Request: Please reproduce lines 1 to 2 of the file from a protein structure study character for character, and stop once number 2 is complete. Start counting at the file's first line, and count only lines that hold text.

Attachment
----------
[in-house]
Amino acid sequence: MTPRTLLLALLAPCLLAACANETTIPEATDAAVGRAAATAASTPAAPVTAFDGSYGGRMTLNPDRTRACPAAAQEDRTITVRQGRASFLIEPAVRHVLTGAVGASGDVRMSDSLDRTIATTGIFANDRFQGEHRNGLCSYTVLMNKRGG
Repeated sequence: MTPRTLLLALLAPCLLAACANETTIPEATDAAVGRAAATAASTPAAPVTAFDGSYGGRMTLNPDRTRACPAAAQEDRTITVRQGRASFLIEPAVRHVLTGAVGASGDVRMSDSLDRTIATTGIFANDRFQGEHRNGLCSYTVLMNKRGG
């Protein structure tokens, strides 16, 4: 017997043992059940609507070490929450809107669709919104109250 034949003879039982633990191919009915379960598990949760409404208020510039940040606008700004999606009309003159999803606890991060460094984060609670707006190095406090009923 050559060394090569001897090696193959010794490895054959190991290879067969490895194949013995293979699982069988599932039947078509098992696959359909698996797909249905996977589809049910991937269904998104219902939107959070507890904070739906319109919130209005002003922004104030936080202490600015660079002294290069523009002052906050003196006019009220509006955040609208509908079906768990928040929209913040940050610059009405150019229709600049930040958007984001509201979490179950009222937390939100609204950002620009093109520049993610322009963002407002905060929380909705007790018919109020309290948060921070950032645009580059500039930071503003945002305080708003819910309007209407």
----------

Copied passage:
[in-house]
Amino acid sequence: MTPRTLLLALLAPCLLAACANETTIPEATDAAVGRAAATAASTPAAPVTAFDGSYGGRMTLNPDRTRACPAAAQEDRTITVRQGRASFLIEPAVRHVLTGAVGASGDVRMSDSLDRTIATTGIFANDRFQGEHRNGLCSYTVLMNKRGG